Stars: 5 out of 5
Pros: Strong characters; outstanding mystery
The Bottom Line:
Leads us through a twisty case
Hang on and enjoy
Pulls You in as Story Gets More Complicated
While I still have a long way to go to get caught up on Michael Connelly’s books, I’ve already learned to buckle up when I start one because you can never predict where the story will go based on how it starts. There is no better example of that than Blood Work, a mostly standalone novel from the late 1990’s.
This book introduces us to Terry McCaleb, a former FBI agent who was forced to retire early due to heart problems. Against all odds thanks to a rare blood type, he gets the heart transplant he needs. The book opens two months after the procedure. Things are looking good that his body will accept this heart. Of course, it helps that he is taking it easy – spending his days fixing up the boat he inherited from his father.
Things change one day when he returns from his morning walk to find Graciela Rivers waiting for him. She is there asking Terry to solve her sister’s murder. Gloria was killed in a convenience store robbery. Terry tries to explain that he isn’t interested until Graciela pulls him in with one final revelation – his new heart was Gloria’s heart.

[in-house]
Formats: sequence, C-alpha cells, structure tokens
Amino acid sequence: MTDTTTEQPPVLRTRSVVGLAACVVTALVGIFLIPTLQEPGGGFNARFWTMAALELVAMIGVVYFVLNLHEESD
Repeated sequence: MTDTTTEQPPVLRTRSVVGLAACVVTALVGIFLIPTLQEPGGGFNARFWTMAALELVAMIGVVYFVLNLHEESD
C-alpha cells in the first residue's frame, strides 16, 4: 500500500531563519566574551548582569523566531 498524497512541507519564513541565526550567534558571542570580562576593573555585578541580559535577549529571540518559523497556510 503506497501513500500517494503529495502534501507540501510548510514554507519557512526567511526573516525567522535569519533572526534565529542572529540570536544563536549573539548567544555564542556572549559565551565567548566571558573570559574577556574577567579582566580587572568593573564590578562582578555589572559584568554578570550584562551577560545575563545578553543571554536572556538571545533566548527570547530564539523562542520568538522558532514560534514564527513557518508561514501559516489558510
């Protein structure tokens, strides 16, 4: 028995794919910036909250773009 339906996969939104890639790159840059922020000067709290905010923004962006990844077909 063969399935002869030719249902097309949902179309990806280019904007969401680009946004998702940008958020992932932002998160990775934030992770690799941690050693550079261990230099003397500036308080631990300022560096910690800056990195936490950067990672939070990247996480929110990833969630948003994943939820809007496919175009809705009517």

Naturally, the police aren’t that interested in talking to an outsider, much less a former FBI agent. Still, Terry manages to get enough information to start his own investigation. Is there more to Gloria’s death than there first appears? Can Terry figure out what happened?
Obviously, since this is a Michael Connelly book, there is much more to the case than it first appears. If I told you where the book wound up (don’t worry, I’m not spoiling anything), you’d probably never believe me. Yet each piece of the puzzle leads logically into the next one. In fact, my mind was blown a couple of times by where the book went and how it was set up. The plotting is wonderful, and the pacing is superb. The book held my attention the entire way through.
All of the characters in this book are brand new, but they are all strong. By the time the book is over, I felt like we’d gotten to know them very well. A couple of the supporting players come across as cliché, but I’m sure that’s a factor of how much page time they get, and if they’d gotten more, they would have been more fully fleshed out.
As I mentioned earlier, this book is pretty much still a standalone. However, it still fits into the overall work that Michael Connelly is creating. Since Terry is a former FBI agent, there is reference to The Poet, which involved that agency. While he has yet to appear anywhere on page, we get another reference to Mickey Haller. Terry McCaleb himself would pop up as a supporting characters in a Harry Bosch novel that would come out a few years later. I can’t wait to get to that one for an update. (At least I hope it’s a good update.)
I listened to the audio book while traveling over Memorial Day. I was actually a bit disappointed when I saw that Dick Hill was the narrator since I find he can be annoying at times. However, this time he behaved himself outside of one or two overly acted lines. For the rest of the book, he did a fantastic job bringing the characters to life.
It really is easy to see why Michael Connelly has the reputation and fan base he does. If you have missed Blood Work, fix that today. This is an outstanding mystery that will keep you turning pages.
This review is part of this week's Friday's Forgotten Books.